In any event, the present invention allows for the design and construction of catalyst compositions having pre-determined and pre-specified metal particle size ranges impregnated thereon. The instant novel catalyst are advantageous over prior art colloidal metal containing catalysts in that the stability, as against metal particle agglomeration, is much greater. It is believed that the higher stability of the instant catalyst results from the particular chemical interaction between the impregnated metal particles and the support. The exact bonding between the impregnated metal and oxide support is not known, but is is postulated that a highly integrated bonding network which is formed by way of air oxidation and then reduction of the metal ion while impregnated on the support contribute to this unique agglomeration stability.
The present invention is useful in catalytic processes which are known to be effected by the metal particle size of a particular catalytically active metal component on a catalytic support. One particular process in which the catalyst of the present invention may be employed is the selective conversion of synthesis gas into hydrocarbon fuels (especially transportation fuels).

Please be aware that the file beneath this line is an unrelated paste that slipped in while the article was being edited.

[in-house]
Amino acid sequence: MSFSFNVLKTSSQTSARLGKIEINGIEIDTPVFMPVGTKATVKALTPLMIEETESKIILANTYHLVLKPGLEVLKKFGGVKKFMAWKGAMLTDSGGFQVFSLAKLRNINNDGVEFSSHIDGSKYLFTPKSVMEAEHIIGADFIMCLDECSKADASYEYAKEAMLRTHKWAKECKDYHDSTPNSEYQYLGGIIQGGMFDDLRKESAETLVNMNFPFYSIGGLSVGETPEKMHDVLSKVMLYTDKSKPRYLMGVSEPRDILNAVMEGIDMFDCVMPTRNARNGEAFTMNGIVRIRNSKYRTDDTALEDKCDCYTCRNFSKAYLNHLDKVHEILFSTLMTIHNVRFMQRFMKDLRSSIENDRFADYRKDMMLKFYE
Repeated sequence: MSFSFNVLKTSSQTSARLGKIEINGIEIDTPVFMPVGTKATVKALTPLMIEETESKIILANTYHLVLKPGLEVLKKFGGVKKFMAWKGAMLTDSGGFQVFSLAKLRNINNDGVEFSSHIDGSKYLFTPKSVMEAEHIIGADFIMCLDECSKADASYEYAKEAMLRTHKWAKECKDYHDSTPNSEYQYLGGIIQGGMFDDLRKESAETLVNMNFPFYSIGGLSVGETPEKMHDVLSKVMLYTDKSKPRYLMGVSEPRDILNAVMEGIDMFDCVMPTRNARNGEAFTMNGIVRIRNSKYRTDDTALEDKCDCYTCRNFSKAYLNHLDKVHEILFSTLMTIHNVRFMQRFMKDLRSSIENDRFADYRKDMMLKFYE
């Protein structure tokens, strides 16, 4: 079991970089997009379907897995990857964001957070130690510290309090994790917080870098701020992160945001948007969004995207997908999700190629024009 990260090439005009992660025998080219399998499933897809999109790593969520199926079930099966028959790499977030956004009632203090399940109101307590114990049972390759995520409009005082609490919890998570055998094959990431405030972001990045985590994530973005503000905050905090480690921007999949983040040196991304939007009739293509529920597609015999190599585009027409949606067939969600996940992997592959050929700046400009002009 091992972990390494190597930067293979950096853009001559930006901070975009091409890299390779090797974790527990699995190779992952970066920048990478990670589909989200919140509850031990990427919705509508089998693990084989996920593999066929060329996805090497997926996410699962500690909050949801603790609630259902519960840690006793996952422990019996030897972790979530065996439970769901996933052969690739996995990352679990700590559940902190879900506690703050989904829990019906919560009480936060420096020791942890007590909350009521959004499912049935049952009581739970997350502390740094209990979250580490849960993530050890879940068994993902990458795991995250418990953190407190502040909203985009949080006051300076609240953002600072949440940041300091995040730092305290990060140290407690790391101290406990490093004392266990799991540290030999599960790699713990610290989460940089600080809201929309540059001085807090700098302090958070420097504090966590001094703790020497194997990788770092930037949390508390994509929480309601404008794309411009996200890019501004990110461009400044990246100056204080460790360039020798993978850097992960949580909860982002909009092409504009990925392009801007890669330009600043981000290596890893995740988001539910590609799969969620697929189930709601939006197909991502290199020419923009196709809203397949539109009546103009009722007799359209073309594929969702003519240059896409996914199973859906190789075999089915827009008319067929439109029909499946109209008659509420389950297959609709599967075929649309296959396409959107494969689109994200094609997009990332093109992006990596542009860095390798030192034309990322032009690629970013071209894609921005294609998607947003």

The enormous reserve of coal deposits in the United States represents a major potential source of liquid transportation fuels. The two general approaches for transforming solid coal into liquid products are direct and indirect liquefaction. Direct coal liquefaction processes generally use hydrogen addition to directly produce a liquid product which must then be substantially refined in order to provide transportation quality fuels. Indirect techniques generally convert coal into a gaseous mixture containing mainly hydrogen and carbon monoxide. This mixture (synthesis gas) can be catalytically converted into a high quality hydrocarbon mixture which can readily be used to make transportation fuels.